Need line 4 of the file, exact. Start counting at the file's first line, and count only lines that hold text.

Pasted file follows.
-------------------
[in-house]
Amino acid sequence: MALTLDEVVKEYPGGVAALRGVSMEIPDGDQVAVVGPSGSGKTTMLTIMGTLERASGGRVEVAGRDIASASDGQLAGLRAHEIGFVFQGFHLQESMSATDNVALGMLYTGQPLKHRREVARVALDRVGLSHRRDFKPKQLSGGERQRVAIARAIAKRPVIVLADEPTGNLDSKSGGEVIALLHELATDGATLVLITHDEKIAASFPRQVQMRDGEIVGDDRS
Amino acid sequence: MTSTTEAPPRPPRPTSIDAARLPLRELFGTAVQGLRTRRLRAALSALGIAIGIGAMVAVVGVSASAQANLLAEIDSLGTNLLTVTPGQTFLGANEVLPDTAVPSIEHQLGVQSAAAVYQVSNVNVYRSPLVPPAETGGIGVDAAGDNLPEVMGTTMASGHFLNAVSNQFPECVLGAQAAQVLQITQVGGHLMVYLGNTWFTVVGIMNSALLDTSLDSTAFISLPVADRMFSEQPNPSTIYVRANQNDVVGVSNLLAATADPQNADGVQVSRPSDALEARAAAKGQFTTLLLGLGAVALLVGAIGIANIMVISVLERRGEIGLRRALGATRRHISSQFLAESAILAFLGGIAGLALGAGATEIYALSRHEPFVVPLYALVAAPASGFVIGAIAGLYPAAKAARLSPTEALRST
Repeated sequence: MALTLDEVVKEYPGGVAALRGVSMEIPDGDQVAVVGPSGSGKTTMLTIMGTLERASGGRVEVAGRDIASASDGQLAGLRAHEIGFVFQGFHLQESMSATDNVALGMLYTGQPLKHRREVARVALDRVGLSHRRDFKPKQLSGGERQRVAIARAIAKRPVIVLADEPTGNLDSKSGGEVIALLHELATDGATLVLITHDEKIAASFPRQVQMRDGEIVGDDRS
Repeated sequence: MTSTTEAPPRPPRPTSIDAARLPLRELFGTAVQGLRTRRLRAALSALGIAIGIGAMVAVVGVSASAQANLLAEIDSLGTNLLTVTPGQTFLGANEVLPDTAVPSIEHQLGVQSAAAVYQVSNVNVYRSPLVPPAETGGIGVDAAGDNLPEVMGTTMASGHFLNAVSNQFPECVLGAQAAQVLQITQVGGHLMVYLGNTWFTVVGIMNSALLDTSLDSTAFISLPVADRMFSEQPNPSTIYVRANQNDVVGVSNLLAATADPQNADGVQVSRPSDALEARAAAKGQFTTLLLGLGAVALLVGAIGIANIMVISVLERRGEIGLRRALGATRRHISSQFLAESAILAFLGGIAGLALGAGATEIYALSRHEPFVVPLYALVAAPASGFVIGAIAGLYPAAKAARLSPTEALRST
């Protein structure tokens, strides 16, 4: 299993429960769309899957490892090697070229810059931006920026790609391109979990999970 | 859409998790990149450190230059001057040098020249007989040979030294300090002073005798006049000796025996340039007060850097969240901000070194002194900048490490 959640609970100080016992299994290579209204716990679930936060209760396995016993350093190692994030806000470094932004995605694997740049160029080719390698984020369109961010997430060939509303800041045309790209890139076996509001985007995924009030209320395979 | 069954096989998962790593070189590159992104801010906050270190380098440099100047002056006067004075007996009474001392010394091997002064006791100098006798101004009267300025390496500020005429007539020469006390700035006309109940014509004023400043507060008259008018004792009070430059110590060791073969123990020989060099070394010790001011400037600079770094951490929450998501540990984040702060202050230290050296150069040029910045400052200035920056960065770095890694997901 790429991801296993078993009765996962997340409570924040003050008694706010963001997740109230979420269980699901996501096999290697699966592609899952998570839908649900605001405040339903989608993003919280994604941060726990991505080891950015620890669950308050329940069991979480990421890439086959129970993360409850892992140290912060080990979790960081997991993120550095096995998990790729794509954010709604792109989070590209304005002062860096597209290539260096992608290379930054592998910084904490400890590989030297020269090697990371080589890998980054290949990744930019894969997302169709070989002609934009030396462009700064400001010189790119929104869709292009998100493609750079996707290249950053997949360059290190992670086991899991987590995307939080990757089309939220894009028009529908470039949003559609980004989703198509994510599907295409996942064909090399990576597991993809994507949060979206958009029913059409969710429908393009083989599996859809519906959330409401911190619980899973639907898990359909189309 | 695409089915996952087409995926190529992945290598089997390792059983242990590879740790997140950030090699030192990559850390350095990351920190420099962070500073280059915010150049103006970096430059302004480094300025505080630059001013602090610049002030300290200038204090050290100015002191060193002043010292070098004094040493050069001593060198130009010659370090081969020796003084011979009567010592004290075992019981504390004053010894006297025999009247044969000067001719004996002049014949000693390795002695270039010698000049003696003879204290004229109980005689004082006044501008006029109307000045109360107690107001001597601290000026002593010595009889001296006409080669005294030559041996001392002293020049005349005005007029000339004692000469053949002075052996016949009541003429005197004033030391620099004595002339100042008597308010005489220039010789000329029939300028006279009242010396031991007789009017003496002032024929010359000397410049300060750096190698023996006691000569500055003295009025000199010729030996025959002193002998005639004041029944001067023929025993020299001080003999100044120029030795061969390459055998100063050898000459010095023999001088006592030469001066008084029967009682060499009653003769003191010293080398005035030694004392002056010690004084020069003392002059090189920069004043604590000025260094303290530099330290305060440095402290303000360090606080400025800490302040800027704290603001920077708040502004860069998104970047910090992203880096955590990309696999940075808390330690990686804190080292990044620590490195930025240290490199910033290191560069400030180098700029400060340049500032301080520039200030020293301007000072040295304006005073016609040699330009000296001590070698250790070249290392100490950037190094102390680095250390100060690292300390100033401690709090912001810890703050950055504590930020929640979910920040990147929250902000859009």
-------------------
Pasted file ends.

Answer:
Repeated sequence: MALTLDEVVKEYPGGVAALRGVSMEIPDGDQVAVVGPSGSGKTTMLTIMGTLERASGGRVEVAGRDIASASDGQLAGLRAHEIGFVFQGFHLQESMSATDNVALGMLYTGQPLKHRREVARVALDRVGLSHRRDFKPKQLSGGERQRVAIARAIAKRPVIVLADEPTGNLDSKSGGEVIALLHELATDGATLVLITHDEKIAASFPRQVQMRDGEIVGDDRS